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FRANCIS LANCELOTT, ESQ. Queens of England. Vol.1.


Sir John Froissart's Chronicles of England, France, Spain and the Ajoining Countries from the latter part of the reign of Edward II to the coronation of Henry IV in 12 volumes 

Chronicles of Enguerrand De Monstrelet (Sir John Froissart's Chronicles continuation) in 13 volumes 

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Queens of England. Vol.1.
page 485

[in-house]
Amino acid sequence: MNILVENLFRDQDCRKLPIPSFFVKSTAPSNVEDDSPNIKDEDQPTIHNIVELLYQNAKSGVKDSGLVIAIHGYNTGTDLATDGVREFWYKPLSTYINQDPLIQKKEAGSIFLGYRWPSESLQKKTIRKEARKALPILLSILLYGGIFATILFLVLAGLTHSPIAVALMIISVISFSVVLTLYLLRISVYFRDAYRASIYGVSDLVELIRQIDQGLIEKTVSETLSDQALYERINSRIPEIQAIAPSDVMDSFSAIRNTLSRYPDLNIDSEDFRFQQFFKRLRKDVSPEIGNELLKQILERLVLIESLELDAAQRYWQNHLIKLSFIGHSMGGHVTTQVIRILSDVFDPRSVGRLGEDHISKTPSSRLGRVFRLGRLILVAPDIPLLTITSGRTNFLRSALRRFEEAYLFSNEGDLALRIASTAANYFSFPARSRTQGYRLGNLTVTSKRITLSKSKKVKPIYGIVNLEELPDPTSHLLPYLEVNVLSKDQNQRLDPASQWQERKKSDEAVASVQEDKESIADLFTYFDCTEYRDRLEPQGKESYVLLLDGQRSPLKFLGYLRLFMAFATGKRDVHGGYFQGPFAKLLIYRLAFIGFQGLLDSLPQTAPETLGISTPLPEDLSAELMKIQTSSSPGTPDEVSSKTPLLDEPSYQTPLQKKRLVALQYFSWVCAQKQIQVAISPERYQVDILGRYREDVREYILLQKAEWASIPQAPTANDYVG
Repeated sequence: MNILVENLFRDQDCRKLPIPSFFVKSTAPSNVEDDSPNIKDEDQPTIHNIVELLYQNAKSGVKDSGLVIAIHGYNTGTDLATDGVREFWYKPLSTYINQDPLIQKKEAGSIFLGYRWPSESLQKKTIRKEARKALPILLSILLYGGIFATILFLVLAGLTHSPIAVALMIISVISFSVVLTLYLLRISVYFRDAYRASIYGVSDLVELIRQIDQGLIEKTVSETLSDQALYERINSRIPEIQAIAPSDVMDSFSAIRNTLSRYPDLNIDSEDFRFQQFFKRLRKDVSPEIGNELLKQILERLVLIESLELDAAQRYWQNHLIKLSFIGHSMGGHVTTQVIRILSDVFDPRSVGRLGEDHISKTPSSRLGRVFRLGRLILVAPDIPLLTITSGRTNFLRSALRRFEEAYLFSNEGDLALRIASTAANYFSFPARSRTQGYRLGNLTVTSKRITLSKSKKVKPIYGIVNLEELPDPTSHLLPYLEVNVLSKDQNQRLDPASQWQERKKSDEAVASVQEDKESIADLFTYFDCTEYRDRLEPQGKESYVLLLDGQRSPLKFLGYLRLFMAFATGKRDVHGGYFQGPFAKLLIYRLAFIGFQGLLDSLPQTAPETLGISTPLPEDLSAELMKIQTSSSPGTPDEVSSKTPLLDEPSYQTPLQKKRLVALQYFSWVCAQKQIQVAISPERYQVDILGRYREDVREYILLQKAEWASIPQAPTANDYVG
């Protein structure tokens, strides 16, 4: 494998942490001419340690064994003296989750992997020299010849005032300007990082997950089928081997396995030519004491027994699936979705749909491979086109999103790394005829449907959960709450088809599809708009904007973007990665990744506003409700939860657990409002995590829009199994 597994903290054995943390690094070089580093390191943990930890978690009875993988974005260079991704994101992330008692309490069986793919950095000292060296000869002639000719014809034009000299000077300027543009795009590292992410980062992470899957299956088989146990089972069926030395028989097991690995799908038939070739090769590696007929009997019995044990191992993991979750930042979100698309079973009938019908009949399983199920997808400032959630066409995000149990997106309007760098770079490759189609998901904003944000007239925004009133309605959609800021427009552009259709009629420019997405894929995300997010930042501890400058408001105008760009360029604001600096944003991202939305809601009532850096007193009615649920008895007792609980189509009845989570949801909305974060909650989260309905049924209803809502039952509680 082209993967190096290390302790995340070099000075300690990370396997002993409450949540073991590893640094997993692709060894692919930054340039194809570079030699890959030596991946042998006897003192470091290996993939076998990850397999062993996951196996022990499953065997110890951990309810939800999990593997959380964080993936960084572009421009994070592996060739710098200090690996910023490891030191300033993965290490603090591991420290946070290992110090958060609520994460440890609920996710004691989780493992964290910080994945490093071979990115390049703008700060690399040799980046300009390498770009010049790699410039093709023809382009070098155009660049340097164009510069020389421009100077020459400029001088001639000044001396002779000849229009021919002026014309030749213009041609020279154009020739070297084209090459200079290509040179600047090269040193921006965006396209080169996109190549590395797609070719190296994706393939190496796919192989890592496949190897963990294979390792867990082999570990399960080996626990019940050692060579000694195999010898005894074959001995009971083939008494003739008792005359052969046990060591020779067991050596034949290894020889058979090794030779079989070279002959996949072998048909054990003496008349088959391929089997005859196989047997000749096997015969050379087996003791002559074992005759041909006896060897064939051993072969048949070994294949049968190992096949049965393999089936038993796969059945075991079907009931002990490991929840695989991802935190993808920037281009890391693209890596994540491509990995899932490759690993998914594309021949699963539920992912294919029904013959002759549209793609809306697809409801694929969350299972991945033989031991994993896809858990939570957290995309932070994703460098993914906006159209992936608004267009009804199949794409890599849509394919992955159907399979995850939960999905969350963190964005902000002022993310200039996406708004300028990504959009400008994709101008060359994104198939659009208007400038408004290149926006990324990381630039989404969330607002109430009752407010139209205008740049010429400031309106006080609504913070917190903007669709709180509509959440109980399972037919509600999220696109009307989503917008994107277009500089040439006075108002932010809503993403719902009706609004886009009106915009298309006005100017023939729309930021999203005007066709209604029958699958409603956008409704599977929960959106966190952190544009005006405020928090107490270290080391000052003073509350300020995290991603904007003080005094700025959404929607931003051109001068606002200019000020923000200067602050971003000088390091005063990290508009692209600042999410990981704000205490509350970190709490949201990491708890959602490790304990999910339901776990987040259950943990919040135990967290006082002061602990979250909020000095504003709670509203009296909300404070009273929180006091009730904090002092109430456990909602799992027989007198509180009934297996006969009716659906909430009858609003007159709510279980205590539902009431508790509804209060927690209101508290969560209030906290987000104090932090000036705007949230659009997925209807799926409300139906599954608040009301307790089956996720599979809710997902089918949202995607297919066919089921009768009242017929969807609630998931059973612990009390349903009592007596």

some study in English., Latin and other tongues, at music, at dancing, at open air exercise ; that she was neither made weary, uncomfortable, nor sickly. Although it may be doubted whether Mary really went to Ludlow in 1518, it certainly appears probable that Henry in that year permitted her to be styled Heir-apparent and Princess of Wales and Cornwall, that he might have a better chance of procuring a high alliance for her. Before she was weaned he projected her marriage to the Dauphin, heir of Erancis the hirst, which was agreed upon by a treaty, still extant, dated November the ninth, 1518. Neither parties, however, being sincere, it was broken through ; and in the summer of 1522, the Emperor Charles the Eifth, then in his twenty-third year, came to England, was honourably received, and royally entertained by Henry; and during his stay, signed at Windsor an agreement to espouse Mary by proxy immediately she had completed her twelfth year. The Emperor sojourned in England about five weeks. He passed much of this time in the company of Mary, and, although she then was a child but six years old, her budding beauty, engaging manners, accomplishments, and precocious genius, so charmed him, that he desired to have her immediately sent to Spain to be educated as his wife. Put neither Katherine nor Henry could endure the separation. The promising Princess still remained in England, and in September 1524, vain overtures were made for her marriage with the King of Scots. In 1525, the Emperor repeated his request that Mary should be sent to Spain to be brought up and trained ac cording to the manners and customs of that nation, A request which Henry politely refused ; declaring that her mo ther, who was of the royalhouse of Spain, and who, out of affection for the Emperor, would bring her up to his satisfaction, was the most meet person to superintend her education, " Besides," proceeds the wily monarch, (who for political pur poses, not affection for bis daughter, in tended still to retain her), " the person of the Princess is yet too young to brave the perils of the ocean—too weak in constitution to be transported without danger into the dry, hot air of Spain." When the Emperor was in England, Mary, although a child, was taught to consider herself as his Empress. Her maids persuaded her she was in love with him; and when she first heard, in the spring of 1525, that he was about to forsake her for Isabella of Portugal, she evinced strong jealous emotions, and, through her father's ambassadors, sent him an emerald ring, as a symbol of constancy. Wolsey forwarded this gem to the ambassador in Spain, and in a letter dated April the seventh, 1525, instructs them, on delivering it to the Emperor, to say, " that her Grace hath devised this token for a better knowdedge to her hand, whether his Majesty doth keep constant and continent to her, as with God's grace she will to him. Yon may then add," proceeds the Cardinal, " that her assured love towards his Majesty, hath already raised such a flood of passion in her, that it is confirmed by burning jealousy—a true sign and token of love." The Emperor received the ring with courtesy, placed it on one of his fingers, and said he would wear it in remembrance of tbe Princess. More than this could scarcely have been expected of him, as Henry the Eighth's meditated divorce from Katherine had reached his cars, and so aroused bis indignation, that towards the close of the year, he, by the advice of his cortes and states, broke his engagement with Mary, and on the eleventh of March, 1526, married the Princess of Portugal, at Seville. It was in 1527, when Mary was but in the eleventh year of her age, that she made an elegant translation of the prayer of St. Thomas Aquinas, from the Latin into her native tongue. This translation, remarkable for simplicity, grace, and perspicuity, and printed in full in Sir F. Madden's " Privy Purse Expenses, thus concludes:"—"MyLord God, grant me wit to know thee, diligence to seek thee, wisdom to find thee, conversation to please thee, constancy to look for thee, and finally hope to embrace thee ; by thy penance here to be punished, and in our way to use thy be

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